One of the great delights of editing an LGBTIQ magazine is exposure to many of the wonderful and varied voices that comprise our communities. Regular QN Magazine contributor RJ Miles (pictured) — lesbian, wife, mother, author and educator — is one of those voices.
What drove your passion for teaching?
In 2009, I was 19 and at a loose end, bouncing from job to job, cobbling together a living as I figured out what to pursue at university.
I took a job as a teacher aide in a special school with children who had very complex needs. I loved it and knew if I took on education, I could build on it with postgraduate study.
I’m currently doing that at a snail’s pace. My student card doesn’t specify how “part time” I actually am so the discounted Spotify, coffee, and theme park tickets totally justify the semester fees.
In 2018, I trained through Education Queensland as an LGBTIQ+ rainbow liaison officer. I train teaching staff on working inclusively with diverse colleagues.
I discuss terminology, lived experiences, and how to be an effective ally. I’m glad to say the training is well-received and people feel more enabled to support their colleagues. It is an excellent program, very much in its infancy.
What’s it like as one of the first generation of legally sanctioned same-sex spouses?
It’s really amazing. I look back and see how far society has come. In my last year of high school, there was limited policy to protect LGBTIQ+ individuals.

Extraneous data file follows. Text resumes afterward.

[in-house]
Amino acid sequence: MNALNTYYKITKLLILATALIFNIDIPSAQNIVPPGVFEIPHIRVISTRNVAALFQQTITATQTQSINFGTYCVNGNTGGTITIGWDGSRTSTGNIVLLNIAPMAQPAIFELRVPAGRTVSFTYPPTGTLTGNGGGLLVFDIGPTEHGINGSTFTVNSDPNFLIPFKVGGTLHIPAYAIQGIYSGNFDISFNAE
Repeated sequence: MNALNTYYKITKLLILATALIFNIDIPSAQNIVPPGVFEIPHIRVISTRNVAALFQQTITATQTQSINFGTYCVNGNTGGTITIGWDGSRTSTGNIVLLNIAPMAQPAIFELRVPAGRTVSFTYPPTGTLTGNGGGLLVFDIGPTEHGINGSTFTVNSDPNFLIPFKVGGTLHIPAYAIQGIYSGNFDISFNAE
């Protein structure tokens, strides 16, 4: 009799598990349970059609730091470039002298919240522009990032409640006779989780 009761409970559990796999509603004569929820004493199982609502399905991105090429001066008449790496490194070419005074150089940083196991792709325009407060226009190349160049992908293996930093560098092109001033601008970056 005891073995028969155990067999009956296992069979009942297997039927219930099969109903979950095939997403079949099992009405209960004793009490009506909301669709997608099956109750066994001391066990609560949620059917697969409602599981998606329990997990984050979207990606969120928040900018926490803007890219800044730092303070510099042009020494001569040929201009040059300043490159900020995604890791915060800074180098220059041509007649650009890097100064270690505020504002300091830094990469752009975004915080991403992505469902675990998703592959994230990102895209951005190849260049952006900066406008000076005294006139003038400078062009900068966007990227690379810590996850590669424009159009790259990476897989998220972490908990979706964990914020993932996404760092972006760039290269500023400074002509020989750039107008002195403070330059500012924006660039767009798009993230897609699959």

A senior school teacher asked me if I really wanted to be gay and sacrifice the chance of a “normal” life — marriage, kids… I told her straight out “straight” was not an option.
I often think of her comment when I look at my wedding photos and my baby. Our family lives our normal. It’s great and the best is yet to come.
Do people take your relationship more seriously since the introduction of same-sex marriage?
Some people will never take our relationship seriously. I’ve left jobs over that. I refuse to give them the time of day. Bye, Felicia!
What’s it really like being a mother?
I love being a mum. Fortunately, I have been gifted with the most placid baby.
Soren could sleep through World War 3 and barely cries. The best part is watching him grow and develop. He smiles now, which means we can interact and bond with one another.
The biggest challenge was recovering from an unanticipated emergency caesarean birth. For the first 6 weeks, I couldn’t drive, and was frustrated that I struggled to lift him as my abdomen healed.
I was also not allowed to exercise, which was hard on my mind. I live for running and being denied that hurt.
Then there’s the unsolicited parenting advice from people with different parenting styles.
Why don’t you just formula feed him? Why doesn’t he use a dummy? Why would you need anything else in your life beside being a stay-at-home parent?
Why study and write during his nap-times? Just put your feet up and watch some tele.
Give it a break, people. Our life works for us, but the judgment is a pain in the arse. (And there’s nothing worth watching on tele – I’ve checked.)
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